Honestly, the high jinks of the current administration are hilarious. Take the latest battle in Obama’s neosocialist war on American capitalism, the so-called financial reform law he is pushing through Congress.
Obama’s usual game is on display here: take a problem (say, lack of transparent trading regulations for derivatives), which could easily be solved by modest, bipartisan legislation, scream that it presents an unparalleled crisis (it helps to use the phrase “the worst since the Great Depression”), then claim that the crisis can be controlled only by a massive increase in state power. Then hit the campaign trail, demonizing some sector of private industry — here, investment banking — and if possible use a polarizing target (Saul Alinsky tactics are always a key part of the Obama game).
Obama hit the campaign trail, sure enough, and out of the blue, the Glorious Guardians of the American Investor (a.k.a. the SEC) loudly indicted Goldman Sachs. Incredibly useful timing, that! Very quickly and mysteriously, nasty emails written by Goldman Sachs employees (gloating over the housing crisis) appeared in the press, to ensure that the American public gets to experience the obligatory two minutes’ hate that is needed to get it on board.
However, the game didn’t go quite as smoothly as hoped, because of a couple of surprise revelations.
First, it turns out that Big Brother Obama and many of the bigwigs in the Red Congress were given lavish campaign donations by the selfsame Wicked Witch of Wall Street, Goldman Sachs. Indeed, Sachs was the second largest contributor to Obama’s campaign, giving nearly $1 million! As J.P. Freire noted in the Washington Examiner (April 20), Obama received seven times as much from Sachs as Bush did from Enron. Of course, while the mainstream media hammered Bush for this connection, with major attack pieces in Time (“Bush’s Enron Problem”) and in the Associated Press (“Bush-backing Enron Makes Big Money Off Crisis”), not to mention a documentary movie (“The Smartest Guys in the Room”), it all but ignored Obama’s ties with Goldman Sachs.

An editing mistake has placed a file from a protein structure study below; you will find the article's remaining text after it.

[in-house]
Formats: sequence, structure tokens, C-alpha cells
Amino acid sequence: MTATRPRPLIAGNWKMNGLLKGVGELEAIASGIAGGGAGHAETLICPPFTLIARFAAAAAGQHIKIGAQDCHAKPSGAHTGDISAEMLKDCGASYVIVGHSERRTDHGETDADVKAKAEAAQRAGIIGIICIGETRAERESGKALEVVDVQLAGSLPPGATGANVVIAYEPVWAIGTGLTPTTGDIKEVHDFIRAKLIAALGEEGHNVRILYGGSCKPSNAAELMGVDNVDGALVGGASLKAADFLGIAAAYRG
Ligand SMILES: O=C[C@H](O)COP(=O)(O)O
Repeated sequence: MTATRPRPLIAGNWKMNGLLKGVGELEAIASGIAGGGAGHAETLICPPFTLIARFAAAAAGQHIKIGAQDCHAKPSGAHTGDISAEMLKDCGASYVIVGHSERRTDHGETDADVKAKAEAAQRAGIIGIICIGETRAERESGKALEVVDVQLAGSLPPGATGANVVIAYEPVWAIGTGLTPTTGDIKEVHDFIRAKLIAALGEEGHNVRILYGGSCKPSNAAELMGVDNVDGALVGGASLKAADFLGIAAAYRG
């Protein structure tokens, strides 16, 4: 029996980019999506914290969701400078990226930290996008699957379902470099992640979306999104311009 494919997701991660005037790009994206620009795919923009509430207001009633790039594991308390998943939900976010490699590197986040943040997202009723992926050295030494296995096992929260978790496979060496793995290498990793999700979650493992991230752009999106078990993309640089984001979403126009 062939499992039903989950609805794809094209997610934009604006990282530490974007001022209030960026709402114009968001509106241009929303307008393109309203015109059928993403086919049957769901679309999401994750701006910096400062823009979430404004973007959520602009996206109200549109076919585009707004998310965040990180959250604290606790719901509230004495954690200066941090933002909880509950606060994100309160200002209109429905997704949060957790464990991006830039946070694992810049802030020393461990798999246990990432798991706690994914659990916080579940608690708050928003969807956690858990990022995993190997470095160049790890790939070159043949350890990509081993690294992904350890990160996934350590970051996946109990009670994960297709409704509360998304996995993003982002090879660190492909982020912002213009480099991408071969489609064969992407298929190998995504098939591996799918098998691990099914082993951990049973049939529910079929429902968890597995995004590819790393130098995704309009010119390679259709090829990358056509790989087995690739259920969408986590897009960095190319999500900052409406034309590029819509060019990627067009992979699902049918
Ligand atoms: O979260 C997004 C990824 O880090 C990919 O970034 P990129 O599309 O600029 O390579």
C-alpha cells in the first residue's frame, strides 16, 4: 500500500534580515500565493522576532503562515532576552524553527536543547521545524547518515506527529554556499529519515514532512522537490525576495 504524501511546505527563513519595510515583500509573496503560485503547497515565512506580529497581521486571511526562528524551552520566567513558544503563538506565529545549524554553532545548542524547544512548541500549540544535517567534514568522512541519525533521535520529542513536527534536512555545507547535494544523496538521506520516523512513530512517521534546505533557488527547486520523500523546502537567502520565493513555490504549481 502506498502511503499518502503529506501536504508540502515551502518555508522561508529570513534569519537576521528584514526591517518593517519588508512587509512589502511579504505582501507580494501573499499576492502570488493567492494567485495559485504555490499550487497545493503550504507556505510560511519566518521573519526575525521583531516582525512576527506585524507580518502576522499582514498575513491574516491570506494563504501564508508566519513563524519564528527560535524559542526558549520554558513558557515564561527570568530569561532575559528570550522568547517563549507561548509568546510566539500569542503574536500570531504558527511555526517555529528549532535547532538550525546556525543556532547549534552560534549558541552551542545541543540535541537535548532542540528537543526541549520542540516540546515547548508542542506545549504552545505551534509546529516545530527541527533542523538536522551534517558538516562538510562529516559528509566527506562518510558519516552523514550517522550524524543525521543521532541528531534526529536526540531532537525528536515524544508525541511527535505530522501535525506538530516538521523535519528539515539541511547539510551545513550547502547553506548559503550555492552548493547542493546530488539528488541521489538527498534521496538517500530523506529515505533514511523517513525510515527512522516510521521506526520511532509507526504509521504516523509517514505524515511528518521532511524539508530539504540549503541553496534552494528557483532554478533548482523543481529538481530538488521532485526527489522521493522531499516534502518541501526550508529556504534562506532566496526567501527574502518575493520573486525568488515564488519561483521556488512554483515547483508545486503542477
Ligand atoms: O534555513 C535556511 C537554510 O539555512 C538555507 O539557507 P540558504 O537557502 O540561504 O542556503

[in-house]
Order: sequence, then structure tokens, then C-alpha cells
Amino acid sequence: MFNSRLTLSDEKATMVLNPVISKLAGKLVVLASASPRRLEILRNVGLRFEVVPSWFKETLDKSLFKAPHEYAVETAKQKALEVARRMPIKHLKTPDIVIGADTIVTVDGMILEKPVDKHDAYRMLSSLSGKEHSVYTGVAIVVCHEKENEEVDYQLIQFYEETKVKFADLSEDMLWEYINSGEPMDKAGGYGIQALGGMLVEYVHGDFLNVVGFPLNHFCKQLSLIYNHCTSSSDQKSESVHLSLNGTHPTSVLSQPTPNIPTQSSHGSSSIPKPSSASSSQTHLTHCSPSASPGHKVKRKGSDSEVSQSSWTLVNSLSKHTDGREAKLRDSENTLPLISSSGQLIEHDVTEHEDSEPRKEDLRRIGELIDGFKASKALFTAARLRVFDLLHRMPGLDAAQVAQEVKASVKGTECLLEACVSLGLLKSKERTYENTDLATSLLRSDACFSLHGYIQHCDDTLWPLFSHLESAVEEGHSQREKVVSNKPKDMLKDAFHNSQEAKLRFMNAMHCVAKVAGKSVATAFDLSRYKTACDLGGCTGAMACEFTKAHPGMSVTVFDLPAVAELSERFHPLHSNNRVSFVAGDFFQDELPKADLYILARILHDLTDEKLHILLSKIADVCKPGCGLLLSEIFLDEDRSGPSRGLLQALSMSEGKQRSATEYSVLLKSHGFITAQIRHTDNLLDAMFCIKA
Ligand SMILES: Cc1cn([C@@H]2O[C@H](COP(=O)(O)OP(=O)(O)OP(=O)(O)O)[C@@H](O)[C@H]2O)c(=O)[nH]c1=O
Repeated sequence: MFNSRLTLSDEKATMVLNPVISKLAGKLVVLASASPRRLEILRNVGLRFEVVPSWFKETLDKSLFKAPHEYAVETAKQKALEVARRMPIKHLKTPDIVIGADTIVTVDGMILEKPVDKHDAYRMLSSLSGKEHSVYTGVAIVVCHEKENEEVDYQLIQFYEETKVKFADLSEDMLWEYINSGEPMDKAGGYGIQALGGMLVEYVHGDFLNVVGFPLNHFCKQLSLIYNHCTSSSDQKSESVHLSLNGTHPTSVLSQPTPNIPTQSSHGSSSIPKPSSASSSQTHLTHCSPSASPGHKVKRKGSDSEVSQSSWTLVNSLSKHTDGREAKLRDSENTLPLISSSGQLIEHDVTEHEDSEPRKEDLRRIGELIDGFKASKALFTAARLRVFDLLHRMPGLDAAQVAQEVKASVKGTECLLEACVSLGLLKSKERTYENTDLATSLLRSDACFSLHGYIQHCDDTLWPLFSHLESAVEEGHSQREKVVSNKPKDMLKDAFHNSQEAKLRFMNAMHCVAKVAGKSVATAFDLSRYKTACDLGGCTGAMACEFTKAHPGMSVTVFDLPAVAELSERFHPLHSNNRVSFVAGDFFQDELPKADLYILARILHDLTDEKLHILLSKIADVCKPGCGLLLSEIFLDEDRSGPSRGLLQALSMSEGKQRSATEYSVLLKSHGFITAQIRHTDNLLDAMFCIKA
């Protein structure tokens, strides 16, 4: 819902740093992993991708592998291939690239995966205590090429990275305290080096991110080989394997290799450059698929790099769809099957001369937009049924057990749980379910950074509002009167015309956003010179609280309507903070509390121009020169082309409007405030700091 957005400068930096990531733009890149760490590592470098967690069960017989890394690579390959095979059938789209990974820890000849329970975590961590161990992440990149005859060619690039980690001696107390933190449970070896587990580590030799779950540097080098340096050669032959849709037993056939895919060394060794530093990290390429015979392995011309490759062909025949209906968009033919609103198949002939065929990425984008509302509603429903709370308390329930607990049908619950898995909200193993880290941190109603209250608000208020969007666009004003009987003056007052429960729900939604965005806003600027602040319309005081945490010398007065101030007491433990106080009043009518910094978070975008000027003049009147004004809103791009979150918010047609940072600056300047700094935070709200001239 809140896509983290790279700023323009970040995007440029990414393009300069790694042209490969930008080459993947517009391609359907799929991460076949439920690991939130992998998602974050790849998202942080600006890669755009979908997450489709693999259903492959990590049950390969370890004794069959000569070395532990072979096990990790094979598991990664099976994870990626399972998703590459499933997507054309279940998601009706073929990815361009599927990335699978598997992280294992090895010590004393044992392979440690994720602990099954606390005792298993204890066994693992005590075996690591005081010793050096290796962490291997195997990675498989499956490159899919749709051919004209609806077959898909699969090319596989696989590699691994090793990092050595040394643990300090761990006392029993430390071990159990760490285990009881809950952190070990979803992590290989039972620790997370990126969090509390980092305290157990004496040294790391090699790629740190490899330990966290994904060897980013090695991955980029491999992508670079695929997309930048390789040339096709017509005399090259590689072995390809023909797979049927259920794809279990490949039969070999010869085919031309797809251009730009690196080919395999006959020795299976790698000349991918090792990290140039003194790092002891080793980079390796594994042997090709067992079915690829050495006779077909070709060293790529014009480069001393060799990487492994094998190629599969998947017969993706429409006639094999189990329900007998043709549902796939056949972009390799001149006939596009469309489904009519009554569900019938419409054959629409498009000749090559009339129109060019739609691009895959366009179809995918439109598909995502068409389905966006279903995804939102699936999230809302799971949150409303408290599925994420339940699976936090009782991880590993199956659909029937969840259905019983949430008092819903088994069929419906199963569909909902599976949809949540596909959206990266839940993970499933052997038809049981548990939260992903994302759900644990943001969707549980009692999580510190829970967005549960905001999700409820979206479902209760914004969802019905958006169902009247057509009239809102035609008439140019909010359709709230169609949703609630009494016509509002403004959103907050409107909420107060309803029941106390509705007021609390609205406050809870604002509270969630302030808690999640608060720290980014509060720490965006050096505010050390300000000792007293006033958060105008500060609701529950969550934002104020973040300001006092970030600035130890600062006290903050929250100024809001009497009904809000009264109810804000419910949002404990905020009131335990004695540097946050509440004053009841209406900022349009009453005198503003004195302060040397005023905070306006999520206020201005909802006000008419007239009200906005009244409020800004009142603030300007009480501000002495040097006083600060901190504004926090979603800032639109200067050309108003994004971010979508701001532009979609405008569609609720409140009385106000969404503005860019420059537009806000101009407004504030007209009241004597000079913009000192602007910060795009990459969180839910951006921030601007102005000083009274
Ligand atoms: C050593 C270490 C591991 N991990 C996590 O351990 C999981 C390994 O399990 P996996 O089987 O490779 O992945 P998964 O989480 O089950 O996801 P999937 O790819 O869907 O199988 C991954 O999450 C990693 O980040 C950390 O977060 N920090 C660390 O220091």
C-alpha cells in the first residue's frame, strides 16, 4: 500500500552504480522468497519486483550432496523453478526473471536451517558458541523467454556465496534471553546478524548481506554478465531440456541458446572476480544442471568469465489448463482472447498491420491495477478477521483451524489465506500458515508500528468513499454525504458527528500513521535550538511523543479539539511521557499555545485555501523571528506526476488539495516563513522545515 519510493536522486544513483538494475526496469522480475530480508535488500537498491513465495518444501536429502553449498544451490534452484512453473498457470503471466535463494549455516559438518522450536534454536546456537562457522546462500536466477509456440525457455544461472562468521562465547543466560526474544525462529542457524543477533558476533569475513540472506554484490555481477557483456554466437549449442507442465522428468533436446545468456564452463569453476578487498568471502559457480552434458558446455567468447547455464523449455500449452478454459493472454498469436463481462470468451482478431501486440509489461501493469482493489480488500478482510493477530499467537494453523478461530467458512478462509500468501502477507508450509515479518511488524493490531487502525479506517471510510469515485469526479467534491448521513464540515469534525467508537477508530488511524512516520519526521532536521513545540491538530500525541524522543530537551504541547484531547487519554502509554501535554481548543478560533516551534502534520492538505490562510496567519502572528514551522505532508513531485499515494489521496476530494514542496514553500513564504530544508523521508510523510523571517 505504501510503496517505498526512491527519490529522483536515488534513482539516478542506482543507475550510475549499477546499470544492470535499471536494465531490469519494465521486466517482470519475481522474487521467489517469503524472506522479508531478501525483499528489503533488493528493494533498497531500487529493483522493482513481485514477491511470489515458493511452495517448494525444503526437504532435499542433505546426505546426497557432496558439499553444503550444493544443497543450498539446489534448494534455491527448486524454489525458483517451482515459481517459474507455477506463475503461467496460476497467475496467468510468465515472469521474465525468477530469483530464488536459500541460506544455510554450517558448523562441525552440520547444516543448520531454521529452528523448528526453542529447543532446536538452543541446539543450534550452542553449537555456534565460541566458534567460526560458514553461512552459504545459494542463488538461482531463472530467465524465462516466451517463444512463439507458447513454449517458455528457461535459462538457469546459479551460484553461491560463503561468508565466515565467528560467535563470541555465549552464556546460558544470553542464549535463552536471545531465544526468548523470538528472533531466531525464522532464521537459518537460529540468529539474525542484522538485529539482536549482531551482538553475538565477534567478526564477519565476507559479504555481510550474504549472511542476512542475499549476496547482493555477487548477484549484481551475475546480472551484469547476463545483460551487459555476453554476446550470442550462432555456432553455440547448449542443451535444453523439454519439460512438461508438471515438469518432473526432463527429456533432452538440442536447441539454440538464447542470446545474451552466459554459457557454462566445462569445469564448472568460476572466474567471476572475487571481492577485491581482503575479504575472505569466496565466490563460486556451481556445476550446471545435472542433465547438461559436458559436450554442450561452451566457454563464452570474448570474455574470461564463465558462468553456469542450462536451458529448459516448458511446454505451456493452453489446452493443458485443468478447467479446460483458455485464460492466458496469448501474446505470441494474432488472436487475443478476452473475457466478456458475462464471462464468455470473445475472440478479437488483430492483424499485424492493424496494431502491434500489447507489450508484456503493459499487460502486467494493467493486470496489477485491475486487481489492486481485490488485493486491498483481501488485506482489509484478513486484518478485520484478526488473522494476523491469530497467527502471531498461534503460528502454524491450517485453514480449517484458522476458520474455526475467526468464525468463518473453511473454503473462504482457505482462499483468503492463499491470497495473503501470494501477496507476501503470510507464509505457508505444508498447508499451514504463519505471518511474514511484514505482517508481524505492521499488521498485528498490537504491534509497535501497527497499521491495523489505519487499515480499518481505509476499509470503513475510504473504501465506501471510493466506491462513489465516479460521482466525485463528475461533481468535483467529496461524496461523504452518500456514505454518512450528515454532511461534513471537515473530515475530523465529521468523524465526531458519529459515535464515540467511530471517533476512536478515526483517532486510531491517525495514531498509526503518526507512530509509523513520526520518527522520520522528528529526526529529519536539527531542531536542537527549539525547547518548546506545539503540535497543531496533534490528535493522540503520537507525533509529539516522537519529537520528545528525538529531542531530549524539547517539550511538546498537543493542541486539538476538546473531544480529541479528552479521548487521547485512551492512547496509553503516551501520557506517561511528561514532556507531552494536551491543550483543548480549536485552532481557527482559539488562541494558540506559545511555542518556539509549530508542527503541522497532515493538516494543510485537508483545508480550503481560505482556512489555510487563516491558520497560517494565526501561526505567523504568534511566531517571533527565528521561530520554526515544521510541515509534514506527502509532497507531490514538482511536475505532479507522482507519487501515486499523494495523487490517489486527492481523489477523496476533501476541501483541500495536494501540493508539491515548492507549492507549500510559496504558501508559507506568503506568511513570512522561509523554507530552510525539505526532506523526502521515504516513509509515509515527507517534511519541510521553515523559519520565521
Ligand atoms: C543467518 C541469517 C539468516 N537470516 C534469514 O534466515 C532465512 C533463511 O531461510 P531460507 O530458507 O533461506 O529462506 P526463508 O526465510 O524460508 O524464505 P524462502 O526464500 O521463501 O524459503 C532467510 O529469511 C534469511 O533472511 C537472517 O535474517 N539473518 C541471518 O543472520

Obama, by the way, subsequently refused to return the money, even as he used the Goldman Sachs’ indictment as exhibit A in his drive to push his bill through. Needless to say, this fact was also virtually ignored by the mainstream media.
Second, even as the SEC tried Goldman Sachs in the court of public opinion, interesting news surfaced about the SEC itself. An internal report, done by SEC Inspector General David Kotz at the behest of Sen. Charles Grassley (R-IA), indicates that 17 senior SEC officials are being probed for making extensive visits to porn sites on the internet — even as the country’s financial system was floundering and Bernie Madoff’s group was looting people’s life savings.
All this prompts the question: why is the administration talking about passing a welter of new rules, when even the